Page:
Detroit to rebound 'stronger' after bankruptcy filing
Michigan Governor Rick Snyder has said Detroit may have hit rock bottom with its bankruptcy filing, but the move will reverse decades of decay.
The Republican said the city - the birthplace of the US car industry, now groaning under $18bn (£12bn) of debt - deserves a fresh start.
Detroit has faced decades of problems linked to industrial decline.
Public services are nearing collapse and about 70,000 properties lie abandoned.
Gov Snyder said the city had filed for bankruptcy on Thursday because it was "basically broke".
"We're the comeback state in Michigan, but to be a great state we need Detroit on the path to being a great city again," he told Friday's news conference.
"Now is the opportunity to stop 60 years of decline," he added.
"We will come out with a stronger, better Detroit and a format to grow this city. The citizens of not just this city but the state deserve it."
How do you spin Detroit? How do you spin bankruptcy? Governor Snyder and emergency manager Kevyn Orr did their best, and they didn't do a bad job. The brutal truth is that bankruptcy or no, the city's creditors - the banks, the pensioners, those with promises of healthcare provision - were at some point going to take a hit.
By enlisting the help of the courts Gov Snyder and Mr Orr say, the focus will be on the welfare of the city's (remaining) residents. Without bankruptcy, the governor said, the agony of $18bn of debt would go on without any lookout for the interests and services of the 700,000 who still live here. Enough is enough, said the governor. Both he and Mr Orr are hoping that a line has been drawn under Detroit's seemingly endless decline.
Gov Snyder was flanked by state-appointed emergency manager Kevyn Orr, who suggested last month that the city's long-term debt could be as high as $20bn.
Mr Orr addressed concerns that art works at the Detroit Art Institute or other assets would be auctioned to pay creditors.
"Right now there's nothing for sale," he said.
Mr Orr will be allowed to liquidate city assets to satisfy creditors and pensions, if the federal court bankruptcy filing is approved.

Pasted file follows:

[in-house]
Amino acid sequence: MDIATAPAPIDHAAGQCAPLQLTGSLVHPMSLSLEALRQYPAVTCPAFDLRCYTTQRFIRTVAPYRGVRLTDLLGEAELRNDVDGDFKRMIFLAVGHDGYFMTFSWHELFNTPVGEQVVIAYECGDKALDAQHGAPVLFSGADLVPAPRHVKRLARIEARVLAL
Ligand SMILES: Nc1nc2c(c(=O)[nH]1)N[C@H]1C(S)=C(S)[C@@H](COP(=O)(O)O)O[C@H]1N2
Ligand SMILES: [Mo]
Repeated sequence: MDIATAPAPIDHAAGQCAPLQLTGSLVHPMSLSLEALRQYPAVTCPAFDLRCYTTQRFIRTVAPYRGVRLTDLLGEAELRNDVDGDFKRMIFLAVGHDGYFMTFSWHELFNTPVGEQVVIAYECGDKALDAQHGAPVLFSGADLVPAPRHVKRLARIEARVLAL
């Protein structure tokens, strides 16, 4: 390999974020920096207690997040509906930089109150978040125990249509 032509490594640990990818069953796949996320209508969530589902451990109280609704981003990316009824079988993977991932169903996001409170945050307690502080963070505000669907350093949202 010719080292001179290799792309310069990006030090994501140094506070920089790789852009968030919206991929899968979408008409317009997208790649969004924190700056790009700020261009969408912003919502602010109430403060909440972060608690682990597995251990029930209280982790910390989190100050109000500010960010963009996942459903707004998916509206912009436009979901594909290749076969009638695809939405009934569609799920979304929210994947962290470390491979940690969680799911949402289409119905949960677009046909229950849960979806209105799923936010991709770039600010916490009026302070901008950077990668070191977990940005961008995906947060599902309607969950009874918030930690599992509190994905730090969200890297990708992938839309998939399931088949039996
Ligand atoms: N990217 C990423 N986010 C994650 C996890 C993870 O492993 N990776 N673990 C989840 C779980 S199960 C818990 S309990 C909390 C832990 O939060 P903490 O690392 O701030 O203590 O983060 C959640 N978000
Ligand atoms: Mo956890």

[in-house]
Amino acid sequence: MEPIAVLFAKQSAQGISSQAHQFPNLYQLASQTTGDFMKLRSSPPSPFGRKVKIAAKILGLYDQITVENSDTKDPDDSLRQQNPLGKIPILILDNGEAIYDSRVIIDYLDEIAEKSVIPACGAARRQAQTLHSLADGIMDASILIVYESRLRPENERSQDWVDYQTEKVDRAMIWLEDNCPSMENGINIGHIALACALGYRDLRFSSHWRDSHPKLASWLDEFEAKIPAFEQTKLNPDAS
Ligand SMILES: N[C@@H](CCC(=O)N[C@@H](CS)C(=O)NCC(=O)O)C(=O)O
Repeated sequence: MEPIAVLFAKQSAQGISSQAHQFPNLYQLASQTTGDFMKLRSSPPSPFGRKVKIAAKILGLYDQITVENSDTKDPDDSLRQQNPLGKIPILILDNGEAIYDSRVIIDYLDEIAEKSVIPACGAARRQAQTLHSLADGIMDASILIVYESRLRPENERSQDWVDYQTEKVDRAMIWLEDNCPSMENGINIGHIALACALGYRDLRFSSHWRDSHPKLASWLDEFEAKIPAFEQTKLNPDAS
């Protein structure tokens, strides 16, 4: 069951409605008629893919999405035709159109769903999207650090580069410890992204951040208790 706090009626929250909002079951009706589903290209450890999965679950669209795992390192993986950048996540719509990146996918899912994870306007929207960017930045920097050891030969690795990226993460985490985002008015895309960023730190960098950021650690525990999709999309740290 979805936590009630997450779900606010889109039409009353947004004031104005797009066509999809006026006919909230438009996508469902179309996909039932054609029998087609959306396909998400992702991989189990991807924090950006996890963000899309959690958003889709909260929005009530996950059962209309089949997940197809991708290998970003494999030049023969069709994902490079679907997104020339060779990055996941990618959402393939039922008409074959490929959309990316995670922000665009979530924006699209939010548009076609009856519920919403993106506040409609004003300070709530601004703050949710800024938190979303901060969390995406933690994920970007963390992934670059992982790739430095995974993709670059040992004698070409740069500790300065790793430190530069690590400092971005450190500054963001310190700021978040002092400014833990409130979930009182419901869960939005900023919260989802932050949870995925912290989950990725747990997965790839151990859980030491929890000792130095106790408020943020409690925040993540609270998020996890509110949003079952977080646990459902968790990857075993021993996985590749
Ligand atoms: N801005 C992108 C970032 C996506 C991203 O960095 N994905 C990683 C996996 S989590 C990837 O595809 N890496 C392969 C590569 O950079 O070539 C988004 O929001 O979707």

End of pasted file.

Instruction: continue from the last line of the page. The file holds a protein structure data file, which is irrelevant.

Detroit - known as Motor City for its once-thriving automobile industry - stopped unsecured-debt payments last month to keep the city running.
Mr Orr proposed a deal in June in which creditors would accept 10 cents for every dollar they were owed. The city is currently paying 38 cents on the dollar.
But two pension funds representing retired city workers resisted the plan.
About $9bn of Detroit's debt is owed to the pension funds and retiree healthcare benefits of the city's 10,000 workers and 20,000 retirees.
Ed McNeil, the lead negotiator for a coalition of 33 unions, told Reuters news agency the bankruptcy move was about "busting the unions".
With tens of thousands of creditors, Detroit already faced a number of lawsuits even before it filed for bankruptcy.
Experts predict the legal battle over its debts could drag on for years and cost tens of millions of dollars.
US car company General Motors said on Thursday it did not expect any impact on its operations.
The White House said it was closely monitoring developments in the Michigan city.
The city has struggled with its finances for some time, driven by a number of factors, including a steep population loss.
Just between 2000-10, the number of residents declined by 250,000 as people moved away.Continue reading the main story
The murder rate is at a 40-year high and only one third of its ambulances were in service in early 2013.
Police response times to 911 calls average 58 minutes, compared with 11 minutes nationally.
And Detroit's government has been hit by a string of corruption scandals over the years.
Detroit is only the latest US city to file for bankruptcy in recent years.
In 2012, three smaller California cities - Stockton, Mammoth Lakes and San Bernardino - took the step.
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